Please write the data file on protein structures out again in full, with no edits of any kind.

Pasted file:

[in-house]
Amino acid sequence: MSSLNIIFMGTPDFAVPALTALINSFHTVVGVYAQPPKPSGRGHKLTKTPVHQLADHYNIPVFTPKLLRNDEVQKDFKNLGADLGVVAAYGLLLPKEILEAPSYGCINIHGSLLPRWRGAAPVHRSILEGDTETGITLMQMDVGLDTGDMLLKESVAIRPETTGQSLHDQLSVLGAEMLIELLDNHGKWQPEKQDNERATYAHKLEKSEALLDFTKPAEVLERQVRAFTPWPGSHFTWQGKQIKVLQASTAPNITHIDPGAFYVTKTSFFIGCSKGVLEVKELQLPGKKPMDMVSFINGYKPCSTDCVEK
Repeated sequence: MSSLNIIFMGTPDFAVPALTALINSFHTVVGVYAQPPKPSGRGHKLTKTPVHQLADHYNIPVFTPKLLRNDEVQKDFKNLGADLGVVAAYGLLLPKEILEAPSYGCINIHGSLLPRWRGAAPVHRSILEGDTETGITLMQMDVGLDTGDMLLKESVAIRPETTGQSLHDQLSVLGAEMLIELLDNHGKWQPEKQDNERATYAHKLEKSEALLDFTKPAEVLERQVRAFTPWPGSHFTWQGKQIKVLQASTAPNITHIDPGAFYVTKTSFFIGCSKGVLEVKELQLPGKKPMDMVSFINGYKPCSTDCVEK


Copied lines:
[in-house]
Amino acid sequence: MSSLNIIFMGTPDFAVPALTALINSFHTVVGVYAQPPKPSGRGHKLTKTPVHQLADHYNIPVFTPKLLRNDEVQKDFKNLGADLGVVAAYGLLLPKEILEAPSYGCINIHGSLLPRWRGAAPVHRSILEGDTETGITLMQMDVGLDTGDMLLKESVAIRPETTGQSLHDQLSVLGAEMLIELLDNHGKWQPEKQDNERATYAHKLEKSEALLDFTKPAEVLERQVRAFTPWPGSHFTWQGKQIKVLQASTAPNITHIDPGAFYVTKTSFFIGCSKGVLEVKELQLPGKKPMDMVSFINGYKPCSTDCVEK
Repeated sequence: MSSLNIIFMGTPDFAVPALTALINSFHTVVGVYAQPPKPSGRGHKLTKTPVHQLADHYNIPVFTPKLLRNDEVQKDFKNLGADLGVVAAYGLLLPKEILEAPSYGCINIHGSLLPRWRGAAPVHRSILEGDTETGITLMQMDVGLDTGDMLLKESVAIRPETTGQSLHDQLSVLGAEMLIELLDNHGKWQPEKQDNERATYAHKLEKSEALLDFTKPAEVLERQVRAFTPWPGSHFTWQGKQIKVLQASTAPNITHIDPGAFYVTKTSFFIGCSKGVLEVKELQLPGKKPMDMVSFINGYKPCSTDCVEK